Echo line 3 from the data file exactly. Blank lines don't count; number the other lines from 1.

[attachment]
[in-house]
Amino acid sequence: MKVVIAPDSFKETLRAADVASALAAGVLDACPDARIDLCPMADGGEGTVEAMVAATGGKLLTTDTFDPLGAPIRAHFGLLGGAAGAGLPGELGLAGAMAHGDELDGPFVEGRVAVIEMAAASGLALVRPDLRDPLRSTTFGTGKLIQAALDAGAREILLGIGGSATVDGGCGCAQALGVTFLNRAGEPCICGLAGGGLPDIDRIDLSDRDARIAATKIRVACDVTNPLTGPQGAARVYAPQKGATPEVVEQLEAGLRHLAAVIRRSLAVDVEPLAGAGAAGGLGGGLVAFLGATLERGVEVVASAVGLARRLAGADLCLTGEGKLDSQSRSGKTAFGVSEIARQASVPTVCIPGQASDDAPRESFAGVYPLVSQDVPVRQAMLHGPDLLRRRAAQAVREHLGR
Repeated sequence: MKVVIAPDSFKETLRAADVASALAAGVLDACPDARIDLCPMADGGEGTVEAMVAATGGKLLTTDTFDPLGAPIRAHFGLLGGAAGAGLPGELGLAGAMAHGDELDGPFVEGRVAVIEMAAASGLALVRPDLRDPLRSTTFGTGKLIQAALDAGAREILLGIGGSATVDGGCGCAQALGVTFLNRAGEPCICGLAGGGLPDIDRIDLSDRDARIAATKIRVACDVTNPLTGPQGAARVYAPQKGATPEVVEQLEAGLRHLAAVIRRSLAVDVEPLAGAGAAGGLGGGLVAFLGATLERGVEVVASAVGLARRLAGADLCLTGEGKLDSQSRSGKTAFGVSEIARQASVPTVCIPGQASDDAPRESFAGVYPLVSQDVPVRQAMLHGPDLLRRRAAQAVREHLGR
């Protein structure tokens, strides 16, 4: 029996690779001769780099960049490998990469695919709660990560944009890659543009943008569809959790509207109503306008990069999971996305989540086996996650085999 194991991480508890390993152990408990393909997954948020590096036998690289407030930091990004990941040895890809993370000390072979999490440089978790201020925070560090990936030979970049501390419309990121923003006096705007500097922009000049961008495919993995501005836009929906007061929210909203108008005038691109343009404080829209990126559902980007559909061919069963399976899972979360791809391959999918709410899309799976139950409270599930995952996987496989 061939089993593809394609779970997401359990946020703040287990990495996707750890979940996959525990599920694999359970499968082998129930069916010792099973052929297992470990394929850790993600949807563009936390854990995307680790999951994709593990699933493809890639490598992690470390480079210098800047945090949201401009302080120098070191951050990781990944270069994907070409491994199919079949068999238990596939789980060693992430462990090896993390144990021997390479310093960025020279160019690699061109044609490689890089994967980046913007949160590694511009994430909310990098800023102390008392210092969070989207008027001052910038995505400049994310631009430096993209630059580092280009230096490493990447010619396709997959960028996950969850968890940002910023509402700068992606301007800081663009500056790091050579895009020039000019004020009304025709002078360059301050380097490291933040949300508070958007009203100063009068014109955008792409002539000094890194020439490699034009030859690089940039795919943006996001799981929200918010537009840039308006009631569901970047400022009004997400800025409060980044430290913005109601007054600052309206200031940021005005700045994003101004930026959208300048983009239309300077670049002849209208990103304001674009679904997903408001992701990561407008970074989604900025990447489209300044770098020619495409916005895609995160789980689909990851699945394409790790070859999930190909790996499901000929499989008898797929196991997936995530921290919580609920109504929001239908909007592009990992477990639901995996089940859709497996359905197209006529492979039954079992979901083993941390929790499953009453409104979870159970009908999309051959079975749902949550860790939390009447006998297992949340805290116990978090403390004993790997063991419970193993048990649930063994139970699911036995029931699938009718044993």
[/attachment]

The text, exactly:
Repeated sequence: MKVVIAPDSFKETLRAADVASALAAGVLDACPDARIDLCPMADGGEGTVEAMVAATGGKLLTTDTFDPLGAPIRAHFGLLGGAAGAGLPGELGLAGAMAHGDELDGPFVEGRVAVIEMAAASGLALVRPDLRDPLRSTTFGTGKLIQAALDAGAREILLGIGGSATVDGGCGCAQALGVTFLNRAGEPCICGLAGGGLPDIDRIDLSDRDARIAATKIRVACDVTNPLTGPQGAARVYAPQKGATPEVVEQLEAGLRHLAAVIRRSLAVDVEPLAGAGAAGGLGGGLVAFLGATLERGVEVVASAVGLARRLAGADLCLTGEGKLDSQSRSGKTAFGVSEIARQASVPTVCIPGQASDDAPRESFAGVYPLVSQDVPVRQAMLHGPDLLRRRAAQAVREHLGR